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U.S. Believes Syrian Regime Has Used Chemical Weapons, Waits for Confirmation

April 25, 2013 at 12:00 AM EDT
The Obama administration says it believes the Syrian government has used chemical weapons but requires more credible evidence. Margaret Warner talks to New York Times White House correspondent Mark Lander and Amy Smithson of the Monterey Institute of International Studies.

JUDY WOODRUFF: The Obama administration said today it believes the Syrian government has used chemical weapons, but it stopped short of saying that the regime had crossed the so-called red line, which would trigger a U.S. response.

Margaret Warner reports.

MARGARET WARNER: The disclosure came initially from Defense Secretary Chuck Hagel, traveling in Abu Dhabi.

DEFENSE SECRETARY CHUCK HAGEL, United States: U.S. intelligence community assesses with some degree of varying confidence that the Syrian regime has used chemical weapons on a small scale in Syria, specifically, the chemical agent sarin.

MARGARET WARNER: At the same time, the White House released letters using exactly the same words from Legislative Affairs Director Miguel Rodriguez to senators Carl Levin and John McCain.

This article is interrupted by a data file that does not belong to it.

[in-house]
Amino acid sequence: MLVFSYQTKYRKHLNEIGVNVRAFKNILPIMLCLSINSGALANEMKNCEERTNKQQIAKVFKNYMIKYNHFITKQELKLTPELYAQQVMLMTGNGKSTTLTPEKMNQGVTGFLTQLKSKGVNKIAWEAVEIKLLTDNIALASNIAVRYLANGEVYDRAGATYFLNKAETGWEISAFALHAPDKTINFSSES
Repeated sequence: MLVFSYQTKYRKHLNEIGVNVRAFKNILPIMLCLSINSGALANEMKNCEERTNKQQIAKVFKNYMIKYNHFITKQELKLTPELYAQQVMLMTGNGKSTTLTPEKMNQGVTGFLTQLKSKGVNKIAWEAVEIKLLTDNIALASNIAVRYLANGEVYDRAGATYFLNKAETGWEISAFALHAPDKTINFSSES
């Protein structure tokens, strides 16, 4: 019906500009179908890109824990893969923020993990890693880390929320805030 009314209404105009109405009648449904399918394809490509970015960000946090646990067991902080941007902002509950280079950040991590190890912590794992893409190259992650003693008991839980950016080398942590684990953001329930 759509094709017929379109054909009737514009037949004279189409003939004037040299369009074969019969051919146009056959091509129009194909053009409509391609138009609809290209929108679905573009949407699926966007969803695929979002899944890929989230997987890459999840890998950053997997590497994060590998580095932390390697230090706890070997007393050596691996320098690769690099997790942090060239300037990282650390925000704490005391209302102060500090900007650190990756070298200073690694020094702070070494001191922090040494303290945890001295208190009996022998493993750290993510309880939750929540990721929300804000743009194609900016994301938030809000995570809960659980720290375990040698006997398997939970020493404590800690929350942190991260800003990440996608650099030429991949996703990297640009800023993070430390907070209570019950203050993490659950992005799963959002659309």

In the letters, Rodriguez added: “We do believe that any use of chemical weapons in Syria would very likely have originated with the Assad regime.”

But he said the U.S. would need more definitive evidence before deciding to act. “Given the stakes involved,” he said, “only credible and corroborated facts that provide us with some degree of certainty will guide our decision-making.”

For months, President Obama has warned the Syrian government against using chemical weapons in terms he first used last August.

PRESIDENT BARACK OBAMA: We have communicated in no uncertain terms with every player in the region that that’s a red line for us and that there would be enormous consequences if we start seeing movement on the chemical weapons front or the use of chemical weapons. That would — that would change my calculations.

MARGARET WARNER: Today’s disclosure brought calls for a U.S. response from lawmakers in both parties. Republican Sen. John McCain insisted the president must respond quickly.

SEN. JOHN MCCAIN, R-Ariz.: The president of the United States said that if the — Bashar Assad used chemical weapons, it would be game-changer, that it would cross a red line.

I think it’s pretty obvious that red line has been crossed. Now I hope the administration will consider what we have been recommending, and that is to provide a safe area for the opposition to operate.

MARGARET WARNER: McCain urged the administration to impose a no-fly zone in Syria and arm the rebels.